Trained 5, health workers to ensure competency in the prevention of Zika virus infection, the provision of voluntary family planning, the management of child illness, and the improvement of WASH. USAID developed standard operating procedures and budget implications to facilitate this scale-up. Finalized a new Community Health Strategy, which introduced community health agents who increase access to health care in remote and hard to reach communities.
Integrated nutrition services into a planned vaccination campaign, which gave 8. Worked with Christian and Muslim religious leaders to advocate for the healthy timing and spacing of pregnancy, stigma reduction among people living with HIV, and the prevention of gender-based violence. Helped administrative units to be declared open-defecation free, and trained 9, community and local government members to apply improved sanitation methods and sustain ODF status.
Assisted four laboratories in achieving international accreditation to conduct quality assurance testing of medicines, which means many maternal and child health drugs no longer need to be sent abroad for testing.
Transitioned from substantial financial and technical support for the community-based health insurance to targeted technical assistance only, as the insurance program has been transitioned to the Rwanda Social Security Board RSSB for ongoing management.
Conducted a mapping of the Senegalese private sector, which will provide the Ministry of Health and Social Action with an accurate and comprehensive database of 2, private facilities. Designed an effective contraceptive distribution system that, for the first time, enables the routine delivery of contraceptives to health facilities outside of the capital, Juba.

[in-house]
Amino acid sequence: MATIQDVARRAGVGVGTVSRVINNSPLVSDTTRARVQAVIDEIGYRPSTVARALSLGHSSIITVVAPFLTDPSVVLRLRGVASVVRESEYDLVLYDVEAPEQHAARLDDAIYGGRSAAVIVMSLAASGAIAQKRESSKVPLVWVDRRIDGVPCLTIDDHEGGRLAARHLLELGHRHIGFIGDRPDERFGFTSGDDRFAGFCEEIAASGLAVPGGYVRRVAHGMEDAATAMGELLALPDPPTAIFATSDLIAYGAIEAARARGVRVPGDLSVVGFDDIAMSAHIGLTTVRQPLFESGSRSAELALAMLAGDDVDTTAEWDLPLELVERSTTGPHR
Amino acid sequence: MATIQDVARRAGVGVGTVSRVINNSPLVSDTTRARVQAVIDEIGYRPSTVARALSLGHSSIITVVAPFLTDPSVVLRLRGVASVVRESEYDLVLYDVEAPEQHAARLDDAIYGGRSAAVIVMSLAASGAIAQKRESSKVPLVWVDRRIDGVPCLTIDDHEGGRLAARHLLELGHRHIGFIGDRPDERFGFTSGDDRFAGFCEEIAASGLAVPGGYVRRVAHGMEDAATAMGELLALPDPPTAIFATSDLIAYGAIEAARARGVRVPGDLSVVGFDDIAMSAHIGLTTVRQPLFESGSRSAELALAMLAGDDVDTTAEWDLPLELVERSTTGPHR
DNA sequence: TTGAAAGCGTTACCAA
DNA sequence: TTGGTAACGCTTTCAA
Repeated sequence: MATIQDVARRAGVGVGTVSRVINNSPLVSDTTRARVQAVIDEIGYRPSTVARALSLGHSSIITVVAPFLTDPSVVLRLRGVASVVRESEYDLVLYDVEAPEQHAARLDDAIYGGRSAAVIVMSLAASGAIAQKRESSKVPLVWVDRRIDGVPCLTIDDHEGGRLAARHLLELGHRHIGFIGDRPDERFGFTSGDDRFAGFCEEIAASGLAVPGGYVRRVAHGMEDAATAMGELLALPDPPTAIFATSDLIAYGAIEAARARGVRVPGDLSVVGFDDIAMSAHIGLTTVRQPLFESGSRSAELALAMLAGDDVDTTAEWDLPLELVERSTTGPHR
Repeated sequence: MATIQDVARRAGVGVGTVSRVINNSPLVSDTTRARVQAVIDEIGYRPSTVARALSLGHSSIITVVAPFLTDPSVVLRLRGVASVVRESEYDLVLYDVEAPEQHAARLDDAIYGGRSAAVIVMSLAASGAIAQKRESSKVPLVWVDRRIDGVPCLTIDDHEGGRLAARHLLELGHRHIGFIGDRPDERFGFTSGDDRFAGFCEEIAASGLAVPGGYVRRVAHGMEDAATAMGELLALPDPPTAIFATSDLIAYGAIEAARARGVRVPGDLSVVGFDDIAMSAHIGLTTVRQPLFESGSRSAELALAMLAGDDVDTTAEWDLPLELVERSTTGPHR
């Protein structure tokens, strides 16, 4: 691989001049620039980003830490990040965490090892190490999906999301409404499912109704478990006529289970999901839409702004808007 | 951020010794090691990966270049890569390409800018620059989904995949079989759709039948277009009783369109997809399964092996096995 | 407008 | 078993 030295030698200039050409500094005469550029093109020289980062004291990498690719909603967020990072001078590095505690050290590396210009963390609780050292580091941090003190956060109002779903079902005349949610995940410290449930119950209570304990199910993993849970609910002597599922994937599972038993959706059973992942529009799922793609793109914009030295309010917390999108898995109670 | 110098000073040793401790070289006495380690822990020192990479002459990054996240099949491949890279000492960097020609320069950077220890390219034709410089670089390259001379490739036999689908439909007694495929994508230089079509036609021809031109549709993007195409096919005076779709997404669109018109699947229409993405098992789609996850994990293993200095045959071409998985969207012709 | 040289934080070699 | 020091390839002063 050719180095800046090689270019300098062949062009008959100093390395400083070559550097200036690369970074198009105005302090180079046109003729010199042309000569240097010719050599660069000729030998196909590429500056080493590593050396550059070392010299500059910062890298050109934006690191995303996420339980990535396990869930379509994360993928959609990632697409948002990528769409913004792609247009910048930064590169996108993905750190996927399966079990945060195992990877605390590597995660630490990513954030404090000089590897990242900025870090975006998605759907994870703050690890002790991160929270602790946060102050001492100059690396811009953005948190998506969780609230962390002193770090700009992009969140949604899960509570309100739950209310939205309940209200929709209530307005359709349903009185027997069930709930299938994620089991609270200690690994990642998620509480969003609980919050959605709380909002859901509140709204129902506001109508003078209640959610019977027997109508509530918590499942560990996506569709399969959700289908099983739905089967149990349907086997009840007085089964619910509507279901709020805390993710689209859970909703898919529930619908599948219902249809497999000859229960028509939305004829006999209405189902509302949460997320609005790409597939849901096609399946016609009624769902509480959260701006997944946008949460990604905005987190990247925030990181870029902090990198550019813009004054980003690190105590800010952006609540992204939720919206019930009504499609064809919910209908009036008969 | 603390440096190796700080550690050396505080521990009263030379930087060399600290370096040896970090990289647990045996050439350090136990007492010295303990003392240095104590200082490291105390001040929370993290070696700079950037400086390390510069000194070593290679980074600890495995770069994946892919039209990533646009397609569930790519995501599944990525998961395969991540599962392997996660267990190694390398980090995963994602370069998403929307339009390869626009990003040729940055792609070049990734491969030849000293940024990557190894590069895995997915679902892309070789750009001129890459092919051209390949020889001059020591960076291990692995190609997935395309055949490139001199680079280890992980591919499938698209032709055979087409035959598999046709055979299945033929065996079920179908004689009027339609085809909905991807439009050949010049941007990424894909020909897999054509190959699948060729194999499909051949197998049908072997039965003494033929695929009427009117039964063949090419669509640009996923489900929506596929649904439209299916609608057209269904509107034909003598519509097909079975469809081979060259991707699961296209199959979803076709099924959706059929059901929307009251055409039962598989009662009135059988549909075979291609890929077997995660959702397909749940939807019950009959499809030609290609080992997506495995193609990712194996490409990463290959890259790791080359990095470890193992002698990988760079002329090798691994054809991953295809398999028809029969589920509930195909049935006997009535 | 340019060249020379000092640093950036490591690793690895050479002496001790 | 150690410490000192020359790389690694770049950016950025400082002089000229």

This effort will be funded jointly between the Government and other partners. The Acting on the Call report focuses on the journey to self-reliance for preventing child and maternal deaths. Department of Agriculture USDA civil rights regulations and policies, the USDA, its Agencies, offices, and employees, and institutions participating in or administering USDA programs are prohibited from discriminating based on race, color, national origin, sex, disability, age, or reprisal or retaliation for prior civil rights activity in any program or activity conducted or funded by USDA.
Persons with disabilities who require alternative means of communication for program information e. Braille, large print, audiotape, American Sign Language, etc. Individuals who are deaf, hard of hearing or have speech disabilities may contact USDA through the Federal Relay Service at Additionally, program information may be made available in languages other than English.
To request a copy of the complaint form, call Submit your completed form or letter to USDA by:. All public schools in Rhode Island are mandated by state law to provide lunches. Children from families with income: For additional program information contact: Here is the of listing of: Have closed any sites. Are adding new sites.
Please review and update your Agreement. All information associated with your Agreement will be carried forward except the following: Verification in a required part of school meal program administration. Verification must be completed annually by November 15th.. Below are links to resources to assist with the Verification process. Letter that household can send to employer Form E: USDA is now closely aligned with the: It is supported by USDA.
Here you will find information regarding the USDA meal pattern requirements.: Questions and Answers This memorandum provides guidance on meals served to preschoolers when they are in the same service area at the same time as grade K-5 students, and it includes Questions and Answers.